Return to Headlines

New Bridges math curriculum facilitating excitement across elementary schools

Math feels exciting and new across the three elementary schools at Nooksack Valley Schools. Students can thank teachers working diligently to institute the new Bridges curriculum, one full of interactive activities.

“I feel like, for the first time, this curriculum has allowed kids who didn’t see themselves as mathematicians to have confidence,” says Amy Moss, Sumas Elementary teacher. “The design of workplaces, one of the components of the program, allows me to differentiate my instruction and meets kids right where they are at. They love the games; math feels exciting and new.”

Nooksack Valley wrapped a two-year effort last year that included piloting multiple new math curriculums before settling on Bridges for having built itself from the ground up for common core standards, using a different approach than other curriculums. Plus, Bridges aligns with Nooksack Valley Schools’ teaching philosophy.

Sarah Condreay, the district’s teacher on special assignment working with teachers across all three schools in implementing the new curriculum, says the change has required plenty of work for the teachers, but feedback has remained incredibly positive. “I was talking to a first-grade teacher from Everson who says she finally feels that she has a curriculum that engages all the kids, builds math vocabulary, builds language skills and hits all the students where she needs to hit them,” Condreay says. “I am hearing they feel it is way more comprehensive. It makes the hard work worth it.”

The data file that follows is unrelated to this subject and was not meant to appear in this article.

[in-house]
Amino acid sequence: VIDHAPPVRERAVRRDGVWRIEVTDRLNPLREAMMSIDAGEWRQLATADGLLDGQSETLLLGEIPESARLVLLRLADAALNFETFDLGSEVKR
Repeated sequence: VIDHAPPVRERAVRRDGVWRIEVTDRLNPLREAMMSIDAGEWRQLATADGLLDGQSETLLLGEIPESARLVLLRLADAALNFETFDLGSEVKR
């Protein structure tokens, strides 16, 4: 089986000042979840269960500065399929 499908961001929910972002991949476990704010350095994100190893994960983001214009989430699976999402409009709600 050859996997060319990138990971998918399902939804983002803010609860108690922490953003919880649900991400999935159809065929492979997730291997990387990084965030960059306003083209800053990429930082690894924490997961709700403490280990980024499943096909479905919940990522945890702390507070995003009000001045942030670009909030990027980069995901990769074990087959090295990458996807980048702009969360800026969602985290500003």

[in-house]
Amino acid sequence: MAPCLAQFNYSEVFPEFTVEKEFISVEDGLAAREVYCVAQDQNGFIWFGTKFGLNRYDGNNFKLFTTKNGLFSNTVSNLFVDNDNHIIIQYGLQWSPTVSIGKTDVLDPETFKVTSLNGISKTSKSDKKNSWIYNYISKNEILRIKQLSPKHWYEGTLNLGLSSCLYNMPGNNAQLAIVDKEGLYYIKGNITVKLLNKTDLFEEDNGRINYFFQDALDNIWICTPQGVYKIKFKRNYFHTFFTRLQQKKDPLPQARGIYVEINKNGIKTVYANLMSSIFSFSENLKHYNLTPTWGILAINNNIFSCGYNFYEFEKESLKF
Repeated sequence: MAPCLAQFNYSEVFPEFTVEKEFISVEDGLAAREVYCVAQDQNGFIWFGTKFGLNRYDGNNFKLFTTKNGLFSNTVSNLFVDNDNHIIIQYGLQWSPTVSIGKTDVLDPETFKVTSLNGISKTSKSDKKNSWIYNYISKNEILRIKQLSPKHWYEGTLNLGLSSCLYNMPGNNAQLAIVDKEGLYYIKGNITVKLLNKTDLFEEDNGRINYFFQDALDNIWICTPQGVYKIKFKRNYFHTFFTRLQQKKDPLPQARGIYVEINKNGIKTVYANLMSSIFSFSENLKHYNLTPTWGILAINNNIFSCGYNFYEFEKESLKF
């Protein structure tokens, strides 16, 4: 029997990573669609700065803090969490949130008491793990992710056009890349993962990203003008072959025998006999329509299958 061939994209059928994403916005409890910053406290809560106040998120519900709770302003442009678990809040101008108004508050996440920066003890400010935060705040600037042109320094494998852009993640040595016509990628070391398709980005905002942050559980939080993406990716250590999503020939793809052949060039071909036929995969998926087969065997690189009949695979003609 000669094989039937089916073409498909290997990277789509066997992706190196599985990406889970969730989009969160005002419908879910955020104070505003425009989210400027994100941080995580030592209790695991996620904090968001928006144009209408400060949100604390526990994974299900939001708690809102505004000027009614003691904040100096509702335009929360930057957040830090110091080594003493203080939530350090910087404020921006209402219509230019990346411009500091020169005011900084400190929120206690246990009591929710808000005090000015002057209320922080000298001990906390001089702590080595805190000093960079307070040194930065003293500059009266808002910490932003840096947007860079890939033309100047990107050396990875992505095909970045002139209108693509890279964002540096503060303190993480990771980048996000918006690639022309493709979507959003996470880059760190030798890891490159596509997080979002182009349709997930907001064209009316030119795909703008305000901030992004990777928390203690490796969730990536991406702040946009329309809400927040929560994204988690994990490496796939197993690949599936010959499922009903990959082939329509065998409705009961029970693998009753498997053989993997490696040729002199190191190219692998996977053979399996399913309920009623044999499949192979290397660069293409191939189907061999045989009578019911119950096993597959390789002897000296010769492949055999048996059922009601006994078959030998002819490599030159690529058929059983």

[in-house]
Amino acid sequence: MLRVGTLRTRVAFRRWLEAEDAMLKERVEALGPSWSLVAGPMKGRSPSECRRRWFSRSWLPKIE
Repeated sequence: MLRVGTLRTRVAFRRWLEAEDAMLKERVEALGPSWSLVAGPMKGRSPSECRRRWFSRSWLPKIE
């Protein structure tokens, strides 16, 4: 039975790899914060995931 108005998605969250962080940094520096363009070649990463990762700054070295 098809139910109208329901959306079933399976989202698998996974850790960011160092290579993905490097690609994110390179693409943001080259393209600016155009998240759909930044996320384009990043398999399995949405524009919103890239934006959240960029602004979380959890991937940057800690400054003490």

Popping in and out of classrooms across the district, Condreay has seen the “volume go way up” when it comes to math. Students stay engaged, play math games and work on vocabulary during Workplaces. “They are working with partners, talking about math and having great little conversations,” she says. “They also get excited about Number Corner, where I am noticing a lot more engagement.”

The Number Corner aspect happens daily and involves collaborative class time with different efforts designed to pre-teach concepts and build on theory over the course of a month.

Through it all students and teachers will continue to understand how all the pieces fit together as the students go deep into learning new standards.

“I love Bridges,” Moss says. “Kids are now settling into the new routines and as our teacher confidence grows, so does the students’ confidence.” Teachers have worked collaboratively in teams to plan and discuss lessons, all while discovering new components of the curriculum. “What I most love about Bridges is the many different visual models for kids to ‘see’ the math,” Moss says. “It’s all about making connections and a real constructivist approach to understating how our number system works.”

Moss, who brings her own impressive level of excitement to her class, says that when she has a good time teaching the students have a good time learning. “The energy that I try to bring to my instruction helps create community,” she says. “Our new curriculum depends a lot on kids taking risks and trying out things that are new for them. It also involves kids being able to talk to other kids and explain their thinking. If they feel safe enough to do that, it’s a win. I want kids to see that math is fun, figuring out things is fun and that school is a fun place to be!”